Three different Tenchi movies all together in one collection, looking the best they ever have in North America.
What They Say:
Tenchi Muyo in Love
The terrifying space criminal Kain has escaped from his galactic prison, destroyed the Galaxy Police headquarters, and singled out Earth as his next target! Can anything stop his reign of terror! Meanwhile, Tenchi has problems of his own! His house has suddenly vanished, his body is beginning to disappear, and his only hope for survival is a wild ride back to 1970!
Tenchi Muyo in Love 2
When Tenchi vanishes into thin air, Ayeka and Ryoko track their man to a parallel version of Tokyo! The luckless lad has taken up with a mysterious beauty named Haruna, and he doesn’t even recognize his lady friends from back home. Can Ayeka and Ryoko figure out what Haruna is up to in time to save dear sweet Tenchi?!
The Daughter of Darkness
Tenchi gets the shock of a lifetime when a pretty young girl wanders out of nowhere and starts calling him “Daddy”! Ryoko and Ayeka are beyond jealous, and everyone wants to know who the mother could be. Little do they know, Yuzuha, the Demoness of Darkness, is on a mission of vengeance that could mean big trouble for Papa Tenchi!
This limited edition includes an art booklet.
The audio presentation for all three movies is well done as we get the original Japanese and the previously created English language dubs in 5.1 using the Dolby TrueHD lossless codec. The features are all similar in structure where the majority of them are largely dialogue driven with some fun bits of action along the way that ramps up the tracks a bit and then it goes big for the final act where the mix gets to really work things out well. The big scenes hold up very well with some good directionality to it and a good bit of bass that drives the impact of it home all the better. The dialogue doesn’t come across poorly though as there are some good sequences along the way where it stands out well. The mixes may not be the most dynamic but it hits all the right points and drives home both the action and dialogue in the right way. We didn’t have any problems with dropouts or distortions during regular playback.
Originally released in in 1996, 1997 and 999 respectively, the transfer for these three features is presented in its original aspect ratio of 1.78:1 in 1080p using the AVC codec. The first disc contains the first two features while the second disc has just the third feature to it. All three of them were done originally on film so they have very good look here, where there’s a lot of warmth and detail that comes through, particularly with the first and third features as those are more real world based while the second one comes across more in the brighter and more vibrant style of the OVA series. Each film is certainly different in their own ways, but they all have a good film like feel to them that hits some very good notes with its appeal. The details hold up well here and colors are spot on but there’s also a good natural grain feeling to it, more so with the first film but it’s present in all three.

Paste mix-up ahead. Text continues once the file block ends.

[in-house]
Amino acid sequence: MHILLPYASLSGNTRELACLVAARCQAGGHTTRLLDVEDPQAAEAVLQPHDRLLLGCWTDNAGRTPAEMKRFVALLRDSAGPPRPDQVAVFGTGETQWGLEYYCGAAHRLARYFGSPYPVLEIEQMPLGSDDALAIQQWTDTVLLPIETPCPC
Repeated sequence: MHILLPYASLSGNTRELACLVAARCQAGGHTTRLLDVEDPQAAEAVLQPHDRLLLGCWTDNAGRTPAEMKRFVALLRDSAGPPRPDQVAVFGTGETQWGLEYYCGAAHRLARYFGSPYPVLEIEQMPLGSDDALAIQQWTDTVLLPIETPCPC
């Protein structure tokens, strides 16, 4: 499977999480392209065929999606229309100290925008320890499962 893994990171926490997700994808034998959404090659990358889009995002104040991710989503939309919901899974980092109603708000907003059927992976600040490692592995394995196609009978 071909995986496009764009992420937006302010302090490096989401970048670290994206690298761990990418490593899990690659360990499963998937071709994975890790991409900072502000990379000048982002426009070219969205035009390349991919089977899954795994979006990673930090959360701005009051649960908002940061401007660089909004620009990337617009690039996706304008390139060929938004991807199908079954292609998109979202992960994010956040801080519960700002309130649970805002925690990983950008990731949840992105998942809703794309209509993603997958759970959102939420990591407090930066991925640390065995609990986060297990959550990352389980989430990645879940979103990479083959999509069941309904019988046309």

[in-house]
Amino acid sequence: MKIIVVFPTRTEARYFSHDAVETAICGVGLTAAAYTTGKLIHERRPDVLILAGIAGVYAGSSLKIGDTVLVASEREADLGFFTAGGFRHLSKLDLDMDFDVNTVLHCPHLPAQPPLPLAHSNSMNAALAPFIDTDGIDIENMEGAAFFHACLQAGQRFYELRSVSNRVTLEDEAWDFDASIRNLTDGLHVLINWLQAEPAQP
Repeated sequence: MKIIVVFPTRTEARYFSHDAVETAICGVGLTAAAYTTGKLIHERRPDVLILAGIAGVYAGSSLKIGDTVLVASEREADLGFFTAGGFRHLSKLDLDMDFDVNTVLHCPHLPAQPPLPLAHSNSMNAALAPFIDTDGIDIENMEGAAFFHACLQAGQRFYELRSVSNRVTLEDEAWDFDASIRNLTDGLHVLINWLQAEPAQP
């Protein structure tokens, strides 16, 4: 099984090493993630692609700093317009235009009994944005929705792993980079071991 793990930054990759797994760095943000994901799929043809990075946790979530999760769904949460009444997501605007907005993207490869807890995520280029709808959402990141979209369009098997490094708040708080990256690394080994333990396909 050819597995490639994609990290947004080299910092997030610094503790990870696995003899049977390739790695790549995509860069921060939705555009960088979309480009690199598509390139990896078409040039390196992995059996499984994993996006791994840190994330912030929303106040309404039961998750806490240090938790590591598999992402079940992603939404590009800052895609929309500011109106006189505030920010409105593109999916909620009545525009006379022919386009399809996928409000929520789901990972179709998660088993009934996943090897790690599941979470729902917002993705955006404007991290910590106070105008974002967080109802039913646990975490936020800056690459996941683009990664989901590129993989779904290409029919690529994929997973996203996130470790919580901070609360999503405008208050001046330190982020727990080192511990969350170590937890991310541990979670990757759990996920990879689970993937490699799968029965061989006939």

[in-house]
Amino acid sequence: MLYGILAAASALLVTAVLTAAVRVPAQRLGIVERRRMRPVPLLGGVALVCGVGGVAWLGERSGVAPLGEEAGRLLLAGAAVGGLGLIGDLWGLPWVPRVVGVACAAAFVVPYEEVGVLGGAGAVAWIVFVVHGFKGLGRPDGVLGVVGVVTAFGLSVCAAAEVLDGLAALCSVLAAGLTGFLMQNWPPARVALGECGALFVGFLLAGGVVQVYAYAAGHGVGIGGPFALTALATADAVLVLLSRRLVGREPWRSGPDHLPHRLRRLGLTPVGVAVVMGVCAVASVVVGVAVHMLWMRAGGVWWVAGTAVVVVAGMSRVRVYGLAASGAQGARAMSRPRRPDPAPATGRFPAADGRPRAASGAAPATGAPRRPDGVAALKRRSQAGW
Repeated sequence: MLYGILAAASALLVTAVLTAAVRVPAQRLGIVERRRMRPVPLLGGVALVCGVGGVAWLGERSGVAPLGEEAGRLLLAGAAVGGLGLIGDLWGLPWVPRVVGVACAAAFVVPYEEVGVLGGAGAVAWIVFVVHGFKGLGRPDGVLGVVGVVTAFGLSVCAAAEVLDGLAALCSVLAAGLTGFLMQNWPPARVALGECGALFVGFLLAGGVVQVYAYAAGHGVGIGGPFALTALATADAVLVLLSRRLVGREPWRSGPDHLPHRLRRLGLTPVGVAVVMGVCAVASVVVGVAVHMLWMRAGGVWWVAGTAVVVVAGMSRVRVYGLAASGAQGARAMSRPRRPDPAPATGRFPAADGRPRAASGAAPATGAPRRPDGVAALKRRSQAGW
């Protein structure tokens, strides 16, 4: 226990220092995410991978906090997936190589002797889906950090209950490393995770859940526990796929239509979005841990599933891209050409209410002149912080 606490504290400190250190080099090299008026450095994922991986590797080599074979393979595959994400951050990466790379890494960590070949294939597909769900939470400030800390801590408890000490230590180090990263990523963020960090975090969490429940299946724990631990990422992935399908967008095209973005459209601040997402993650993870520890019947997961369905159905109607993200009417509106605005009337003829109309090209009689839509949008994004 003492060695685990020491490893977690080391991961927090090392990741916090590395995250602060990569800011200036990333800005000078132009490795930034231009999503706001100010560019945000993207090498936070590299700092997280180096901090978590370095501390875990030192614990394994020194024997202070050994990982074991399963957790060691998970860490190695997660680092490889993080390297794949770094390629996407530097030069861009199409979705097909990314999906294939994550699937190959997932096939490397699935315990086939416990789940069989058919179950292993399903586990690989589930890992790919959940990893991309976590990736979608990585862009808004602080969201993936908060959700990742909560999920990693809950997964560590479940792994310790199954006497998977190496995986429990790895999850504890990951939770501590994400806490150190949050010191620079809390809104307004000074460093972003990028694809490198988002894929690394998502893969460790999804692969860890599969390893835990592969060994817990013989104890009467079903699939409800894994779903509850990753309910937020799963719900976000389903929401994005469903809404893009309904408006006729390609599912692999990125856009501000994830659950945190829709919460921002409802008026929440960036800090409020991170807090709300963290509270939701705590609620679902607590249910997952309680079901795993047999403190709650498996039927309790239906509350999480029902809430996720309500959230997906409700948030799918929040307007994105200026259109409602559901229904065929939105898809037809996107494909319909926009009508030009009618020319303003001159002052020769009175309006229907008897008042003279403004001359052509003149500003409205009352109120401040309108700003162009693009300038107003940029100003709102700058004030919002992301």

The packaging for this release gives us a very appealing heavy chipboard box that ties together two of the big parts of it all. The front cover gives us a look at the cover artwork from the first movie which has a good cast shot, lots of color but also some good dark aspects as well. The back cover works with the artwork from the third feature which has lots of large pieces of character artwork that’s separated by the light sword. It’;s similar in overall color style to the front side and it manages to tie things together well. Inside the box we get two clear keepcases, one for DVD and one for Blu-ray’s, as well as a booklet. The booklet is simple but very welcome as we get several pages of full color artwork for each of the features that was used for promotional posters and other advertising, but in clean form.
The two cases inside are standard sized DVD cases and they each use different artwork than usual, which is definitely appreciated. Both covers have a small strip along the bottom that just has the clean logo with the corporate logos as well while the artwork dominates the rest of it. Both of them give over a fair bit of space to the leading ladies of each feature, at least the new ones introduced here, with Achika and Haruna standing out well. The back covers are identical in their simplcity with just the blue background and a listing of all three movie titles as well as the Tenchi logo along the bottom. Each cover is also reversible with a piece of artwork from the Daughter of Darkness movie so you have plenty of choices when it comes to what you want on it. No additional inserts are included with the release.
The menu design for the release is very simple as it gives us just a small navigation strip along the lower left corner where that’s all there really is to it. The rest of the menu is given over to clips playing from the three features that mix both some action and some quiet scenes along with a bit for the overall logo as well. It’s not a bad menu but it fits in with what we’ve seen with the other Tenchi releases recently and gets the job done, but just not with much style. The menu nub doubles as the pop-up menu as well and is easy to navigate and quick to access. There’s little to the discs overall as it’s just the features and the language setup so it all works smoothly and without issue.
The only extra included with this release is the original Japanese trailer for the third movie.
Content: (please note that content portions of a review may contain spoilers)
With the success of the OVA series and the expansion into the world of television, it was no surprise that Tenchi Muyo would enter the theatrical world. With the way the various series basically created their own timelines, the features were a bit confusing when they first came out, at least here, as it wasn’t entirely clear what belonged where. With the two Tenchi Muyo in Love movies, they served as follow-ups to the Tenchi Universe series, one that I rather liked overall but still felt it wasn’t one of the best of series. Amusingly, the second feature here, Daughter of Darkness, ended up standing on its own over time and isn’t connected to anything else. And it’s also the one that really feels like it’s completely disconnected from it all as well.